Enhanced by excellent sound quality (even if the drums sounded perhaps a bit too loud in that limited space), Phideaux’s set offered a selection of tracks taken from all their albums except Chupacabras (with pride of place given to their three most recent releases, Doomsday Afternoon, Number Seven and Snowtorch) presented in a somewhat different format than their CD equivalents. This time around, the Snowtorch material was given a starring role, the sheer beauty of the music and vocal performances unfolding in the warm, intimate setting of the venue, brimming with poignancy and intensity; while the rousing encore, the maritime-themed “Tempest of Mutiny”, brought to mind echoes of Jethro Tull and vintage English folk-rock. The folk element of the band’s sound was particularly evident throughout the performance, validating the comparisons with The Decemberists that I had chanced upon in the past few days. Like Colin Meloy’s  crew, Phideaux offer a complete artistic experience; moreover, both bands seem to concentrate on both the masculine and the feminine element – the yin and the yang – though dispensing with any tiresome peddling of mere sex appeal. As I observed in my review of the ROSfest set, Phideaux also manage not to sound like anyone else – pace the remarkably wrong-headed label of “regressive rock” that some nitpickers have stuck on them. While no one in their right mind would state that the band are the second coming of Magma (though, in some odd way, they do resemble them when on stage, especially as regards the central role of women), they transcend any of the influences detectable in their compositions.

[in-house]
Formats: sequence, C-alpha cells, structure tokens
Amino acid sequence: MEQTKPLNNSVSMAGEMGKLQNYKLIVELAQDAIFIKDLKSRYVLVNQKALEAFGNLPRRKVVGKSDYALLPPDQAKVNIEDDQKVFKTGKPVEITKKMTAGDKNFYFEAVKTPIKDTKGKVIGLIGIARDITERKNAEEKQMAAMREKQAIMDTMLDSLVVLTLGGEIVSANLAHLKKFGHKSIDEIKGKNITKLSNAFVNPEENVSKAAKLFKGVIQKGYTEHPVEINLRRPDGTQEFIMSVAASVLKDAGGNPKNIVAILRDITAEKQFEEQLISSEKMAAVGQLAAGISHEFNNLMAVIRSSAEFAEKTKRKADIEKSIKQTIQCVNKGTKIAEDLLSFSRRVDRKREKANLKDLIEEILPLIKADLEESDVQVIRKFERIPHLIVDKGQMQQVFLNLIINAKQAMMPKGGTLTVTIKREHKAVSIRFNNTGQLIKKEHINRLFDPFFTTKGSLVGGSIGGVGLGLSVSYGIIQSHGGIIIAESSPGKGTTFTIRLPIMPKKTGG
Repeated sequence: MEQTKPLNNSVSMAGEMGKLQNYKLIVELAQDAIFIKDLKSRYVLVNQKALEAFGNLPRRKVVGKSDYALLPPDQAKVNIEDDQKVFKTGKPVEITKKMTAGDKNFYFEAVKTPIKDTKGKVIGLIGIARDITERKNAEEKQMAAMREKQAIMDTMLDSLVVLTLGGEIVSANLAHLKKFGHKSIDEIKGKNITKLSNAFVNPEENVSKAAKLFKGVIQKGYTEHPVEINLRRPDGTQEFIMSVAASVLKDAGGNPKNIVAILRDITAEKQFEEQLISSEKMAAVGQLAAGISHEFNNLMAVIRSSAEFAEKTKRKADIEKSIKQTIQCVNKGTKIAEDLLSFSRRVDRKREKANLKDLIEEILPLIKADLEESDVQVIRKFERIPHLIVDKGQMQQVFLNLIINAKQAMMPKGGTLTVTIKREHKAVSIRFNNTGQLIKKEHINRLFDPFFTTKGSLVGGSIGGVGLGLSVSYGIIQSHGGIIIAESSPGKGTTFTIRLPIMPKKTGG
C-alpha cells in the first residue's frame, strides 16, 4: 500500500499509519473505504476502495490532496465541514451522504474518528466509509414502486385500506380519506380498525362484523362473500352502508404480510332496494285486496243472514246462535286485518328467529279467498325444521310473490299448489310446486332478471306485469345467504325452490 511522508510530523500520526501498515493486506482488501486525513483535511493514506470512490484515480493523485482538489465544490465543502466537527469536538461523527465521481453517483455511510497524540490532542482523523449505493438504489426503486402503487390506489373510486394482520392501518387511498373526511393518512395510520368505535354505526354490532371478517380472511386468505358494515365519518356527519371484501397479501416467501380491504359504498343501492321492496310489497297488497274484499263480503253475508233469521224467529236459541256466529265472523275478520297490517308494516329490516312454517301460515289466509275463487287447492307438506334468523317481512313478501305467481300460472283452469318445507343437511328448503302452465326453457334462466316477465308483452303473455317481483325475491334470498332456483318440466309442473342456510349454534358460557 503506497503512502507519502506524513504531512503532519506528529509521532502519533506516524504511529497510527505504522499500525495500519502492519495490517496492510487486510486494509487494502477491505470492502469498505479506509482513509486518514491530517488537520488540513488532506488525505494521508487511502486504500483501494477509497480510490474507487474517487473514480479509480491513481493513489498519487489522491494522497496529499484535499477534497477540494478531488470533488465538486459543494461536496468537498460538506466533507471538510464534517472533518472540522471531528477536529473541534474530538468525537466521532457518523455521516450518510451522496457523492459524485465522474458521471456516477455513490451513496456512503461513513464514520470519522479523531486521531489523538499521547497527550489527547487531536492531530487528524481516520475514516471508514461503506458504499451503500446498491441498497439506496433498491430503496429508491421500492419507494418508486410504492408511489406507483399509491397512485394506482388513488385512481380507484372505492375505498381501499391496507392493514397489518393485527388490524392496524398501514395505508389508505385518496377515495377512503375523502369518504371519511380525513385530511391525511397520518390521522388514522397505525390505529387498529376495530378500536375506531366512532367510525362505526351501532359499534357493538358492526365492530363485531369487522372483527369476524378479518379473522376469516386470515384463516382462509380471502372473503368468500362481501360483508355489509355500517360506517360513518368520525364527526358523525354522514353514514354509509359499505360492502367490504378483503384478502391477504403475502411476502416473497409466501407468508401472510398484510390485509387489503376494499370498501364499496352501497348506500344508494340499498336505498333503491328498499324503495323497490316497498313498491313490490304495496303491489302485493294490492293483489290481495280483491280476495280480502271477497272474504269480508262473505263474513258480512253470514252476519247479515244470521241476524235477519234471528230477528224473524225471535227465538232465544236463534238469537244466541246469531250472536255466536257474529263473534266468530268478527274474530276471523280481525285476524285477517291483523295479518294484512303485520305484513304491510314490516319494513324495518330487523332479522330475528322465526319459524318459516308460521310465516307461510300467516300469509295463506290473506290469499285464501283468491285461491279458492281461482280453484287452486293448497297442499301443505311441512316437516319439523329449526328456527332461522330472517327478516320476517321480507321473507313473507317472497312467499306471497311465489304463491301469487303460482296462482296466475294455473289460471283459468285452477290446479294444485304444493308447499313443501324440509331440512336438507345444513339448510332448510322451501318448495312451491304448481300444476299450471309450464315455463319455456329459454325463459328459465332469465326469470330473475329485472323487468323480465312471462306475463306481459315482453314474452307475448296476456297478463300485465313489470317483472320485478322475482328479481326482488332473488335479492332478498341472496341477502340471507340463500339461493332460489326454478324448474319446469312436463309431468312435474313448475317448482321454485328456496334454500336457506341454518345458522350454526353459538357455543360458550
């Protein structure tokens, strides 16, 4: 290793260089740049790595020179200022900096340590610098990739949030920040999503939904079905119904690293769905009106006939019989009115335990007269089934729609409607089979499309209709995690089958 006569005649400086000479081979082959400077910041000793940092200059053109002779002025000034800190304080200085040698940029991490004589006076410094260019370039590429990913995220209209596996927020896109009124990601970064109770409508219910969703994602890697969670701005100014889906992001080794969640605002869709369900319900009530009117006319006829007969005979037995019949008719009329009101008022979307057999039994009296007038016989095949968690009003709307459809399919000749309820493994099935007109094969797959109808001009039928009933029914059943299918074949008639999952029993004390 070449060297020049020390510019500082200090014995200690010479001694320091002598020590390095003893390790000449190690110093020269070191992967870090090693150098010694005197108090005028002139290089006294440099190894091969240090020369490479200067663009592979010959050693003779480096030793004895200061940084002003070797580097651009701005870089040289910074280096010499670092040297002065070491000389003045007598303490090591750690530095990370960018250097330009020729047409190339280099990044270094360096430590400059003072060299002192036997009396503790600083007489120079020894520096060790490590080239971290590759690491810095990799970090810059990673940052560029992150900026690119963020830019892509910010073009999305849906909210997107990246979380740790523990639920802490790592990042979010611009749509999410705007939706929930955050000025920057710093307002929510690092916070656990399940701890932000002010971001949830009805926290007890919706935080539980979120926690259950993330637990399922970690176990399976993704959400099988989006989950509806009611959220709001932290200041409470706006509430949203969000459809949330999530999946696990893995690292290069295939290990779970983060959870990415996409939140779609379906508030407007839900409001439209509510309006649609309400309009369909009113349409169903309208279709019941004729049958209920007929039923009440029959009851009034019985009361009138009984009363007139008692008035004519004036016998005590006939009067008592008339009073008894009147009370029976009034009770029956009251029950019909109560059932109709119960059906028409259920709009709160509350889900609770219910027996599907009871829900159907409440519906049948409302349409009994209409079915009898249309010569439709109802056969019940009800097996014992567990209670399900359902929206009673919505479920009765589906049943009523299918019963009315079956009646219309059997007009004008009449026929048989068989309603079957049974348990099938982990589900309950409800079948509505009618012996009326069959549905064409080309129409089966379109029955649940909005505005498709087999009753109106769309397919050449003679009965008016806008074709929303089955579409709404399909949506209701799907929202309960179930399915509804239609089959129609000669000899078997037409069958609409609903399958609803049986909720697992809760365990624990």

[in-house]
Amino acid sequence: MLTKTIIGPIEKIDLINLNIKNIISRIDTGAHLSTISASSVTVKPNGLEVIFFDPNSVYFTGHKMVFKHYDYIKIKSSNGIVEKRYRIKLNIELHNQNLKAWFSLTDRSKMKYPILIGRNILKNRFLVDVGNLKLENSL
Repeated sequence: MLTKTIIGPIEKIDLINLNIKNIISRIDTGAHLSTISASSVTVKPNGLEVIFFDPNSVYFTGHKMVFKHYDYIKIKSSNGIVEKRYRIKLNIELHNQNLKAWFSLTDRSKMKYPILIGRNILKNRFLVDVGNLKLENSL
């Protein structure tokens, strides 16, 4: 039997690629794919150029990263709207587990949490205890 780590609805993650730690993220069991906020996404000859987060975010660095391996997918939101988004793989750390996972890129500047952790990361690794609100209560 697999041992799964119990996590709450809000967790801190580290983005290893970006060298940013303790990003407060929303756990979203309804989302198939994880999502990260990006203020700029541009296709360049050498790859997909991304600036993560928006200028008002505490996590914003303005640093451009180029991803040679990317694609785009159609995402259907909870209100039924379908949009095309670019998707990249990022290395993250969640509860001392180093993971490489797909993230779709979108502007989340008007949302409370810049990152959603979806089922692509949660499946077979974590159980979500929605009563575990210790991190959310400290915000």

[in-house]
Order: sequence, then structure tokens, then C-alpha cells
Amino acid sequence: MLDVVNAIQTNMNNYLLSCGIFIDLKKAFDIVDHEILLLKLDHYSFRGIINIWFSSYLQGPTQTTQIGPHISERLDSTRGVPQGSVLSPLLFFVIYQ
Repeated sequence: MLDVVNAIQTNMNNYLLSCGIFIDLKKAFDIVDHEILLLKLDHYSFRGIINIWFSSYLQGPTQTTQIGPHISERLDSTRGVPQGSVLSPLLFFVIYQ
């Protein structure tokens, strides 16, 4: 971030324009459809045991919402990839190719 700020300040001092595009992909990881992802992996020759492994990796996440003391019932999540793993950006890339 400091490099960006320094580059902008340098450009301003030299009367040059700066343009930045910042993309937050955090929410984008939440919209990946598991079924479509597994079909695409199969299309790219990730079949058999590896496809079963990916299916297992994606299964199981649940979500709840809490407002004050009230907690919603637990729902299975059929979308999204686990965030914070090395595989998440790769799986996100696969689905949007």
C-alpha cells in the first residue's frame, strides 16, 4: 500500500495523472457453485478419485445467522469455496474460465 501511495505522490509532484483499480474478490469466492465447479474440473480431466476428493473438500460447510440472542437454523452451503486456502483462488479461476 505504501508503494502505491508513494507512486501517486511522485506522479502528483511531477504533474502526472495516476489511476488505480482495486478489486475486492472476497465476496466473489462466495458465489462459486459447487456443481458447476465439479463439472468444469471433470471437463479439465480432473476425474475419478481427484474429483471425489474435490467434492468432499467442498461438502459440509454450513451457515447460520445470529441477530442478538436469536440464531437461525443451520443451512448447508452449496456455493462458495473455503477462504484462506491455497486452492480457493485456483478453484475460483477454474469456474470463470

It is really unfortunate that practical considerations stand in the way of a full-fledged tour, because Phideaux are tailor-made for the stage. The chemistry between the members is impressive, and the genuine affection and gratitude with which Phideaux the man introduced each of his bandmates, highlighting their contribution to the band’s musical architecture and revisiting the beginnings of his acquaintance with each of them, was extremely moving. Unlike many other bands (prog or otherwise), Phideaux are a tightly-knit group of friends who genuinely care about each other, and because of that they have managed to put together a sort of “cottage industry” that allows them to produce albums almost without relying on outside help